Warning: session_start(): open(/var/lib/php/session/sess_55mqaecp57m0vsl7krh2trdk4q, O_RDWR) failed: No space left on device (28) in /var/www/html/includes/config.php on line 34

Warning: session_start(): Failed to read session data: files (path: /var/lib/php/session) in /var/www/html/includes/config.php on line 34
addabook - The Age of Cryptocurrency
addabook home timeline gallery
signup or login
The Age of Cryptocurrency
How Bitcoin and the Blockchain Are Challenging the Global Economic Order
Paul Vigna
read on August 8, 2017

Going into this book I really didn't know anything at all about bitcoin. I understood it vaguely to be some kind of fad whose value had risen a lot recently, but not based on any strong fundamentals. I wrote it off as a bubble, and have ignored it for the last five or so years. Even at work, where it has potentially significant and long term disruptive potential, I've never really dug in - so I'm pretty late to the game on this.

The key takeaway has been better understanding of what the blockchain is. It is, essentially, an immutable, transparent accounting history of every historical bitcoin transaction. Anyone can inspect it, and no centralized source controls it. When bitcoin "miners" are mining for coins, the computations they're doing are transaction processing for pending bitcoin transfers - they are working to organize and validate a block of transactions. When done, that block is appended to the chain permanently.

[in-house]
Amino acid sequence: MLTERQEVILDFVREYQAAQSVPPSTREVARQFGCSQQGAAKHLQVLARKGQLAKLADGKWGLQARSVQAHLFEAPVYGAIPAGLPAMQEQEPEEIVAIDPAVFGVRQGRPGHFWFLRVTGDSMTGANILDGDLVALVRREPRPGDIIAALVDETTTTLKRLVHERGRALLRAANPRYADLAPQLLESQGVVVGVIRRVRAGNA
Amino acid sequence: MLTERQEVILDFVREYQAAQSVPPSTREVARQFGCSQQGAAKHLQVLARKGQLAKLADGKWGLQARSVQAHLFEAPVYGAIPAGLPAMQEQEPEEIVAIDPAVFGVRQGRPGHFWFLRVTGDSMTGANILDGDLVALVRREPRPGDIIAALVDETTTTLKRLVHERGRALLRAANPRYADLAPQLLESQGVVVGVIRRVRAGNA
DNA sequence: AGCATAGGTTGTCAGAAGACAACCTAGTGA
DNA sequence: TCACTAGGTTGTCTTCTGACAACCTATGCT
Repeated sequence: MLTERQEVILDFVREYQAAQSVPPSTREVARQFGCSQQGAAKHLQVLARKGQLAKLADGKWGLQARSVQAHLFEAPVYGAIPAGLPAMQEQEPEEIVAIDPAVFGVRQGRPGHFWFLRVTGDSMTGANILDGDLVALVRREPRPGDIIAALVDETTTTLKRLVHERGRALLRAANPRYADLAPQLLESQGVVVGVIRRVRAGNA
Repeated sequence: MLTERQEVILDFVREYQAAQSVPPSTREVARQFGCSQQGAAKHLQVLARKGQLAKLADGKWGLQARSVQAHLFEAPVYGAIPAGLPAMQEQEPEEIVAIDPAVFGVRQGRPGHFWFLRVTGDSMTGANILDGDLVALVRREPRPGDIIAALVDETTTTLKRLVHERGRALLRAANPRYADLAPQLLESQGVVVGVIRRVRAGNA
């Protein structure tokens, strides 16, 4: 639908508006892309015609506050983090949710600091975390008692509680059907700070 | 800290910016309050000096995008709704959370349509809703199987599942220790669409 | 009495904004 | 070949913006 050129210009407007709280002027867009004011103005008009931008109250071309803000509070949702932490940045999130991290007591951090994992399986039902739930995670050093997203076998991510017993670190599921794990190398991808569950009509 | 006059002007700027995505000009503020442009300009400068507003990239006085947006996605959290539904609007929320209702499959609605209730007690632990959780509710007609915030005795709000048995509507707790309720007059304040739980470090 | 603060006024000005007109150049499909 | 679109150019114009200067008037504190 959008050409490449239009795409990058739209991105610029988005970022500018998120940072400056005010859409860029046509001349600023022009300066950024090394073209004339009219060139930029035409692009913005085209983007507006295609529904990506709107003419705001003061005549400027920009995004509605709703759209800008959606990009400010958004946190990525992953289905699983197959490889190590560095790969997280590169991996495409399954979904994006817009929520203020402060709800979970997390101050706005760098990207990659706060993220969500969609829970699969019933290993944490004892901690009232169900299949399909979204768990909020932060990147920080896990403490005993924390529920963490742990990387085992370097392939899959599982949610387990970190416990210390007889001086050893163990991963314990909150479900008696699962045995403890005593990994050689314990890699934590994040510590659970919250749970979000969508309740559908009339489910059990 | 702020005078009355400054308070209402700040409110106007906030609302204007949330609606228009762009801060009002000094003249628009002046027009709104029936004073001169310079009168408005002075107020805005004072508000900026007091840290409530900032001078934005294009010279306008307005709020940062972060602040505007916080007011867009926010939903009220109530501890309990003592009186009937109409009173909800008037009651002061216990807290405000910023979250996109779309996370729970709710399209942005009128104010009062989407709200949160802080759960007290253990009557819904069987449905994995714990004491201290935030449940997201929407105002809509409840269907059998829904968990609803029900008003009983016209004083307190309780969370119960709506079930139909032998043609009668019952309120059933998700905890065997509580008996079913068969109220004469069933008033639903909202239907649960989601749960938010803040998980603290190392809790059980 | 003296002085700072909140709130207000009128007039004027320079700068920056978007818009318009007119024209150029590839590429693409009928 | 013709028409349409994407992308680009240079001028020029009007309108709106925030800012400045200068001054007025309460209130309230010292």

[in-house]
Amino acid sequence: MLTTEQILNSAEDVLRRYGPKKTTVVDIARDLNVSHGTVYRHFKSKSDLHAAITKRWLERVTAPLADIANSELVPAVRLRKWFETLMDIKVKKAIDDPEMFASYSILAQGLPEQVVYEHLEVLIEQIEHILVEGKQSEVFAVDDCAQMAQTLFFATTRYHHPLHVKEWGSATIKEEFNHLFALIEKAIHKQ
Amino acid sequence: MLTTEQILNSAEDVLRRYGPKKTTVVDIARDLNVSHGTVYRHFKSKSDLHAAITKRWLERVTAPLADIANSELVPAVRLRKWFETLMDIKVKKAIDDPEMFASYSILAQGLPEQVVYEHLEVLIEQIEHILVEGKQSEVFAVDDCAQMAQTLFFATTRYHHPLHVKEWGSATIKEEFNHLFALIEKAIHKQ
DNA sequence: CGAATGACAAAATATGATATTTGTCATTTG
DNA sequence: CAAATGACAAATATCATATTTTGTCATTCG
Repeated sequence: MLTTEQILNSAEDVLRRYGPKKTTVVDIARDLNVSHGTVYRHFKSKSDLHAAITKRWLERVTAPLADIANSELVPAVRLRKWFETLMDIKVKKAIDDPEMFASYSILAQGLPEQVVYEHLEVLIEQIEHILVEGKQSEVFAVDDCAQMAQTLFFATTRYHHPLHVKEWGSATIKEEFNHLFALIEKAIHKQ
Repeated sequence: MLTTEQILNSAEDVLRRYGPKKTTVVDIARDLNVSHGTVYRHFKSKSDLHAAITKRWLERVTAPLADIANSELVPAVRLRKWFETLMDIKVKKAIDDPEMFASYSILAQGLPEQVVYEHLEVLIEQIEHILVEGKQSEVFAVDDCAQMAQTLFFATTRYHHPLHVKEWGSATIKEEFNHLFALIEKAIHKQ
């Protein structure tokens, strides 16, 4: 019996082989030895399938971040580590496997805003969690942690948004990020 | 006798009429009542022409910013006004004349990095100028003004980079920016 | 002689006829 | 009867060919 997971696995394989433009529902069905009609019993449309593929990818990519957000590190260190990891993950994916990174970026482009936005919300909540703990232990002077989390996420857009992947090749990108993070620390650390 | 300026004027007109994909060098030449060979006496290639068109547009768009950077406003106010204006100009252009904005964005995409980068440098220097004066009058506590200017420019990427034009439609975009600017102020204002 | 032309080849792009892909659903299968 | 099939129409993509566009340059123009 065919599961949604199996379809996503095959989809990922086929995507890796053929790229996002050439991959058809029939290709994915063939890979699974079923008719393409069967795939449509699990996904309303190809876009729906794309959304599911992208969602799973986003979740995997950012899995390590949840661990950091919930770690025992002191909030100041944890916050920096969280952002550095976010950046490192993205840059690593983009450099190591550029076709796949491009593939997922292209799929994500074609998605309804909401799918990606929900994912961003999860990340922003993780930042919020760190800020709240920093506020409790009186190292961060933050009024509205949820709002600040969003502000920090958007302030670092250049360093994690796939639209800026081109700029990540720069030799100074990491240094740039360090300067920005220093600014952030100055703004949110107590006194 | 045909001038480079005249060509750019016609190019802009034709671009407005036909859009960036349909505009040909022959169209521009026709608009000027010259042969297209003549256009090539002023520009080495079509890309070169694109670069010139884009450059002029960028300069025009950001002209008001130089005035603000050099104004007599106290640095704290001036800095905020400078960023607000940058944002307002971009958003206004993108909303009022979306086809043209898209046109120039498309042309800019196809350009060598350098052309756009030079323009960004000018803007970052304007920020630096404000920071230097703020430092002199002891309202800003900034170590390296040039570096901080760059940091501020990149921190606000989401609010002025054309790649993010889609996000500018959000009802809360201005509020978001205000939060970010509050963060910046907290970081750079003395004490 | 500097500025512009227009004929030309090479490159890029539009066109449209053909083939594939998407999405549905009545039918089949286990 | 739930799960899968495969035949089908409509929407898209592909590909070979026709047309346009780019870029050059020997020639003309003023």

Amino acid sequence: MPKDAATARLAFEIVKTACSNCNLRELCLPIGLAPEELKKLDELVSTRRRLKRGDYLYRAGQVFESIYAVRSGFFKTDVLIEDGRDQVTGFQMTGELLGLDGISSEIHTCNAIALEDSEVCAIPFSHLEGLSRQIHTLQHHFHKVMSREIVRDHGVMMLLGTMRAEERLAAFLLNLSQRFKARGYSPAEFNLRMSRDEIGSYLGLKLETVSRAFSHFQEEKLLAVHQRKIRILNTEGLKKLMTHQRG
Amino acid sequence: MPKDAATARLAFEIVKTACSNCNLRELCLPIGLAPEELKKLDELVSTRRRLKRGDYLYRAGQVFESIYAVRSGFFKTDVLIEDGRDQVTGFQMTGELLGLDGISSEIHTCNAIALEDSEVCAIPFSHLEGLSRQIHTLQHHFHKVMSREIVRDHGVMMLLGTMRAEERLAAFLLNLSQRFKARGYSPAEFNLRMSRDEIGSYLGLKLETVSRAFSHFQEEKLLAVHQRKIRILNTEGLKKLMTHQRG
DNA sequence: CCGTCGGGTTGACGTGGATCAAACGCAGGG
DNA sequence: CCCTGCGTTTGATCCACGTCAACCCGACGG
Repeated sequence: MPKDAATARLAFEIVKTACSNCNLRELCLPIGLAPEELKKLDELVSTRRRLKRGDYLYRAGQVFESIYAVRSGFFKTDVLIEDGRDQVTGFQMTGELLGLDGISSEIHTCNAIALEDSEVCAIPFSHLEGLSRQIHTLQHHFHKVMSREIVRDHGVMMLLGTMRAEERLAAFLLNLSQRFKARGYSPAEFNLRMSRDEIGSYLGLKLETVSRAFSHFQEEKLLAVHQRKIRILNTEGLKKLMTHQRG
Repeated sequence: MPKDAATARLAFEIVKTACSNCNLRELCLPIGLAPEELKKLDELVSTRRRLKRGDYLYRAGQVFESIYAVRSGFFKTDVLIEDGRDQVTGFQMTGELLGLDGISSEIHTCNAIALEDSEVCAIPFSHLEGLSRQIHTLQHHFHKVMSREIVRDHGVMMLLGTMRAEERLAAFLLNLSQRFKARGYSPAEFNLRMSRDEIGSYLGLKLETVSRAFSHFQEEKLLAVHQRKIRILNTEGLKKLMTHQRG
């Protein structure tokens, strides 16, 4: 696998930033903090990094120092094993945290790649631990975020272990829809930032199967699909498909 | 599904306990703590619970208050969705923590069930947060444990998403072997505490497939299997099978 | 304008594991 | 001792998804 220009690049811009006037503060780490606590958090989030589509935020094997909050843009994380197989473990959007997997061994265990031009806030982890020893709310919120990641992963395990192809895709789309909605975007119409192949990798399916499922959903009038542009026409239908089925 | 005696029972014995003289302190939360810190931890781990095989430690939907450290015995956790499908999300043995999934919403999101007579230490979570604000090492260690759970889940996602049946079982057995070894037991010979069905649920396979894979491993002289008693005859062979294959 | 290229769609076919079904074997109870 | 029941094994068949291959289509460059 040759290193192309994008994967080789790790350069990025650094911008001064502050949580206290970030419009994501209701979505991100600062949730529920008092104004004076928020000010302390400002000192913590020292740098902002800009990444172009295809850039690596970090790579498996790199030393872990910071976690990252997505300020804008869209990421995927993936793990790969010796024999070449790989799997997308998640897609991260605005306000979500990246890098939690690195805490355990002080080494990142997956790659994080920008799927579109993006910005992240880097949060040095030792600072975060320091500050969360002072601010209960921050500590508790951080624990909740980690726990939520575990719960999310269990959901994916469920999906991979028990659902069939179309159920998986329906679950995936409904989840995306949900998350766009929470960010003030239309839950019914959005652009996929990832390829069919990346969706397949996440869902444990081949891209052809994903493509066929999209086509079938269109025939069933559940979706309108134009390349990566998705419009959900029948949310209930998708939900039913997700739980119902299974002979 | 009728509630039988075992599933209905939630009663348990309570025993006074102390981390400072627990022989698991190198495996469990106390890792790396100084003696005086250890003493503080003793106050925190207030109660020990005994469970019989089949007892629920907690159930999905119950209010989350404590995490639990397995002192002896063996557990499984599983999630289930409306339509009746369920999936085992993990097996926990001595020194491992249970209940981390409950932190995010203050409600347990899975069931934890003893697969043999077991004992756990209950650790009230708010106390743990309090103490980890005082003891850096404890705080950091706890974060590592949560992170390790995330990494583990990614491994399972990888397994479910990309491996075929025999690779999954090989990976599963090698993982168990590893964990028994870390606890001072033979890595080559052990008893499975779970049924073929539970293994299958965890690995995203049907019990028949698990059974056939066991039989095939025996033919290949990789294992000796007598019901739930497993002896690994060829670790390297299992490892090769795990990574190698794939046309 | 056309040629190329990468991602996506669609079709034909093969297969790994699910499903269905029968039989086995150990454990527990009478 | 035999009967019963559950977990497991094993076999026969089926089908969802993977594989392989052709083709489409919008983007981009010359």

The blockchain is what allows bitcoin to be entirely decentralized. There is no, and can be no, central bitcoin monetary authority.

The advantages of bitcoin, (and potentially other digital ccys) are significant. There is no clearing network. Bitcoin transaction clearing is nearly instantaneous and nearly costless (for now, but will increase over time). The elimination of so much economic friction could be a massive disruption. 

A few bullet points on risks:

  • Security. Once bitcoin is spent, its spent. no chargebacks, debits, etc.
  • If someone gets your private key, they can steal your coins. (requires hack, often physical). If you store BTC on a public exchange, then if that gets hacked your BTC could be lost.
  • 51% miner concentration risk; if a single party owns the majority of the mining computational power, they can purposefully create a hard fork, and conspire to double spend bitcoin. There are internal incentives against this, but it remains a core flaw of the system. Mining pools have come very close to this concentration amount.

This is the best video overview I've found of Bitcoin so far. Overall a pretty good book that has gotten me hooked on the subject.

Author Bio:

Paul Vigna is a markets reporter for The Wall Street Journal, covering equities and the economy. He is a columnist and anchor for MoneyBeat. Previously a writer and editor of the MarketTalk column in DowJones Newswires, he has been a guest on the Fox Business Network, CNN, the BBC, and the John Batchelor radio show. He has been interviewed by Bitcoin magazine and appeared on the Bitcoins & Gravy podcast, and boasts a collective 20 years of journalism experience.